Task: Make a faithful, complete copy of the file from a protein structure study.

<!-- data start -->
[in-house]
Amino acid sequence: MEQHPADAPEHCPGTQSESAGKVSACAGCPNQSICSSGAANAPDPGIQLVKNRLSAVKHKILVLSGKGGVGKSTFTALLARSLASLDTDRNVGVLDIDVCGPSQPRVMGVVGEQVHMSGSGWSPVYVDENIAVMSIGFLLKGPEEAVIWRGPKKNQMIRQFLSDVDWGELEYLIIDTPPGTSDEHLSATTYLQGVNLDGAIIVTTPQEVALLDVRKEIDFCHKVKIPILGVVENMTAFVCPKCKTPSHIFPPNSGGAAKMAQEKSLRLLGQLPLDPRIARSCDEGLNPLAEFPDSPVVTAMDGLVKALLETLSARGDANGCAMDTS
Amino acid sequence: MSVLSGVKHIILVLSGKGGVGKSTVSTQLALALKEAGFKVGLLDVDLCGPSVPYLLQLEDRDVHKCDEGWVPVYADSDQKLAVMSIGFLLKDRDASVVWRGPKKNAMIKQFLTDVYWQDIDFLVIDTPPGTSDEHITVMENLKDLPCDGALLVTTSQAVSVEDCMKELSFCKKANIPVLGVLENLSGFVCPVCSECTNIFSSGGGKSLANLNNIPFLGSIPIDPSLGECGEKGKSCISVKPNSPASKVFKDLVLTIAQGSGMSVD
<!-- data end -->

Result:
[in-house]
Amino acid sequence: MEQHPADAPEHCPGTQSESAGKVSACAGCPNQSICSSGAANAPDPGIQLVKNRLSAVKHKILVLSGKGGVGKSTFTALLARSLASLDTDRNVGVLDIDVCGPSQPRVMGVVGEQVHMSGSGWSPVYVDENIAVMSIGFLLKGPEEAVIWRGPKKNQMIRQFLSDVDWGELEYLIIDTPPGTSDEHLSATTYLQGVNLDGAIIVTTPQEVALLDVRKEIDFCHKVKIPILGVVENMTAFVCPKCKTPSHIFPPNSGGAAKMAQEKSLRLLGQLPLDPRIARSCDEGLNPLAEFPDSPVVTAMDGLVKALLETLSARGDANGCAMDTS
Amino acid sequence: MSVLSGVKHIILVLSGKGGVGKSTVSTQLALALKEAGFKVGLLDVDLCGPSVPYLLQLEDRDVHKCDEGWVPVYADSDQKLAVMSIGFLLKDRDASVVWRGPKKNAMIKQFLTDVYWQDIDFLVIDTPPGTSDEHITVMENLKDLPCDGALLVTTSQAVSVEDCMKELSFCKKANIPVLGVLENLSGFVCPVCSECTNIFSSGGGKSLANLNNIPFLGSIPIDPSLGECGEKGKSCISVKPNSPASKVFKDLVLTIAQGSGMSVD